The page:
Saturday, April 03, 2010

Why Obama's education reform plan can't work

Many people have opinions on how to help more kids get the education and skills needed for 21st century jobs and careers. Here's a Washington Post article that enables readers to post feedback.

You can see that I posted a comment, and pointed to the maps the Tutor/Mentor Connection creates. Yesterday we were visited by a young woman who leads a youth program in Toronto. She found us on Facebook.

She spent a lot of time sharing ideas with El Da'Sheon Nix, who holds a similar role at Cabrini Connections, then she talked with me for a while.

I described my background in retail advertising, and how I think of a tutor mentor store as a "retail store" where the goods and services are tutoring, mentoring, enrichment, social/emotional, and other age-appropriate activities that help students take ownership of their own future, and help volunteers become more effective mentors and coaches in this process.

In every company with multiple locations they have teams of people working to make sure stores are in places where there are customers, and that the stores are well designed, have friendly, well-trained sales people, and have products and services that customers want, at prices they can afford. Then they have other teams creating advertising and public awareness every day, so that people choose one of their stores when they are looking for specific things.

Our interactive program locator maps enable planners/leaders to make sure tutor/mentor programs are located in neighborhoods where they are needed. In this case, where there is high poverty, poorly performing schools, and other indicators, such as youth violence, high rates of incarcerated adults, or adults who have been incarcerated, etc.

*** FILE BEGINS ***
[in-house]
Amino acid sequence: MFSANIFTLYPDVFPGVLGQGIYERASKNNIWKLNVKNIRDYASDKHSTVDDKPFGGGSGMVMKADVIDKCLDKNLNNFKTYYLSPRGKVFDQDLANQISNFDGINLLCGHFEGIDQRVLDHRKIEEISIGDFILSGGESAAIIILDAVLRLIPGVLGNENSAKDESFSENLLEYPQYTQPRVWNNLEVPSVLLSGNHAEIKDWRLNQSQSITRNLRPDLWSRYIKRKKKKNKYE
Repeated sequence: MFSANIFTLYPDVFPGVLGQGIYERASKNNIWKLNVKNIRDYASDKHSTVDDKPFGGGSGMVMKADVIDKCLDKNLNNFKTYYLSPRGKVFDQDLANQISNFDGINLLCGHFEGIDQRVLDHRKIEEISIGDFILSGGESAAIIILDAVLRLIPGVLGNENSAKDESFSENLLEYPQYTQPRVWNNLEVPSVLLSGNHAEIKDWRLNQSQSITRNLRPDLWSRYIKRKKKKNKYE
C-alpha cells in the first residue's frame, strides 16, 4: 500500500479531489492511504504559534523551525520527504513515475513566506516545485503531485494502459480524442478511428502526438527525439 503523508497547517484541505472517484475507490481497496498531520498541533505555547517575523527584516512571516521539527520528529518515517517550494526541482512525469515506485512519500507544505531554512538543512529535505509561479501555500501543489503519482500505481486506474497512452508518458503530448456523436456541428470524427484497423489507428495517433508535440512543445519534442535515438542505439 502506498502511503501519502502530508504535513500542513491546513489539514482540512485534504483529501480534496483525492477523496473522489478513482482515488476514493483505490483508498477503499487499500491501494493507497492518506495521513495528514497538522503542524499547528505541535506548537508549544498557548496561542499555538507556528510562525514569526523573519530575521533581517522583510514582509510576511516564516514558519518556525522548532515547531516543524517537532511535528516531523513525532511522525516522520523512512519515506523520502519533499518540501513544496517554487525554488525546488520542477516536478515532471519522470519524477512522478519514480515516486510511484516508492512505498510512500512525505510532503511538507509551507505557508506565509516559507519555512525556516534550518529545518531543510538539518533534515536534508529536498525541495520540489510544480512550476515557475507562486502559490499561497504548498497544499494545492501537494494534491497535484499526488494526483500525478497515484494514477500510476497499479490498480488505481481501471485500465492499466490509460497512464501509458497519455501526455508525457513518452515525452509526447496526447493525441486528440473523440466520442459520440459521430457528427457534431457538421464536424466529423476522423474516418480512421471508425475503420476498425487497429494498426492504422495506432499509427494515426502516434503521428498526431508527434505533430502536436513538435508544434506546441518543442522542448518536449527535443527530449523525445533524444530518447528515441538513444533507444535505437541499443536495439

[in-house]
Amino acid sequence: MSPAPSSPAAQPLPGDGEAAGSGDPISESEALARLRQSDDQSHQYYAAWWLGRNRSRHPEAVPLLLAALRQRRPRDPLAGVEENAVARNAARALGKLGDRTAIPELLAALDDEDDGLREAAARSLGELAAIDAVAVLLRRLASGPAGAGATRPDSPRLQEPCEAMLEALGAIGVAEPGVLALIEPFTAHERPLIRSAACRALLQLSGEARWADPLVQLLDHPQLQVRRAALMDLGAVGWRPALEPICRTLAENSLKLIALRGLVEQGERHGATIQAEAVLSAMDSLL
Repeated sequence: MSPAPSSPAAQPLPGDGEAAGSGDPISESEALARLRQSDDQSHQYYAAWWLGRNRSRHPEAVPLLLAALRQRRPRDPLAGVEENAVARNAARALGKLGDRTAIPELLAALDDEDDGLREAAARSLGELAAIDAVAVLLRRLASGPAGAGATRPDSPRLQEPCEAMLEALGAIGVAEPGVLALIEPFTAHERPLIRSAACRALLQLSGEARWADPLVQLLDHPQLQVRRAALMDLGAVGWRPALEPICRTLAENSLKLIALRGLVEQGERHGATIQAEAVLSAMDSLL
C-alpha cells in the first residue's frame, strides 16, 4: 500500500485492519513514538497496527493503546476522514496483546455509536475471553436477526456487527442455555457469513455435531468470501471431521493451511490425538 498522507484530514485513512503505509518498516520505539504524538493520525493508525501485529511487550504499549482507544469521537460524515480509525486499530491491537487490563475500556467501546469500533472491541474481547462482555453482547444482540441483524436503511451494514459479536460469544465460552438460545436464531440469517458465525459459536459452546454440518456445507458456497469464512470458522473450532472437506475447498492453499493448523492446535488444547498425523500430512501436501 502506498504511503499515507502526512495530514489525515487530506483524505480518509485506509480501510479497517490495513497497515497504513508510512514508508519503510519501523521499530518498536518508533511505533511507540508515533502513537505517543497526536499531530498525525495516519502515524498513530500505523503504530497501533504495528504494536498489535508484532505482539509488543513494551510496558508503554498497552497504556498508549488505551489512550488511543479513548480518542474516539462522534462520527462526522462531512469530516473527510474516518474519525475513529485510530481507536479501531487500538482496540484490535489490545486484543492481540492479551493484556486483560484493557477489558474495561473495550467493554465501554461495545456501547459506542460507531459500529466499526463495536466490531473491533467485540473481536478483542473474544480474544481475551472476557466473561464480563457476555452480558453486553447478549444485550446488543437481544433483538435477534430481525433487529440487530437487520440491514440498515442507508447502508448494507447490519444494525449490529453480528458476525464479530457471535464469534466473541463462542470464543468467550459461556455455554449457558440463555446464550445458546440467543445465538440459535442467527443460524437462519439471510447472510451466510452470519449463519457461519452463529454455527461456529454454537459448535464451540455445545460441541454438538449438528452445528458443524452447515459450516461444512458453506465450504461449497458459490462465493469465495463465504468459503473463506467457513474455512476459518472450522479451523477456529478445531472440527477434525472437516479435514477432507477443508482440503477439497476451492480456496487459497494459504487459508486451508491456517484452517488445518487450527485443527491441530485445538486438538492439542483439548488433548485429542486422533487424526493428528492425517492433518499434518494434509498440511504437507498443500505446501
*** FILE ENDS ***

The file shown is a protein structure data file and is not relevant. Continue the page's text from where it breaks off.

If you read the education reform articles, many people gloss over the disadvantages youth in poor neighborhoods face, and talk about how "great teachers" can overcome those. You can participate in as many of these arguments as you want, but who is looking at ways to make more resources available in these neighborhoods, so kids come to school better prepared to learn and succeed in life?

After I described this to my guest from Toronto, she said "I've never heard any one describe a strategy like this. Maybe it's because of your retail advertising background."

She's right. I don't find many people talking about ways individuals, churches, business, etc. can use their own initiative, and leadership, and creativity, to build a distribution of world-class non-school tutor/mentor learning centers in poverty neighborhoods throughout the country.

Follow the tags on the left side of this blog and I point to many places where leaders in business, health care and universities say we need to do more to prepare youth for 21st century careers. However, I don't see a "retail store development mentality" where they are mobilizing customers and employees and congregations to become leadership teams at non-school tutor/mentor programs throughout the country.

If you know where such discussions are taking place, please share the web address with me and others. Or join in on the T/MC forum and help us grow this discussion there.

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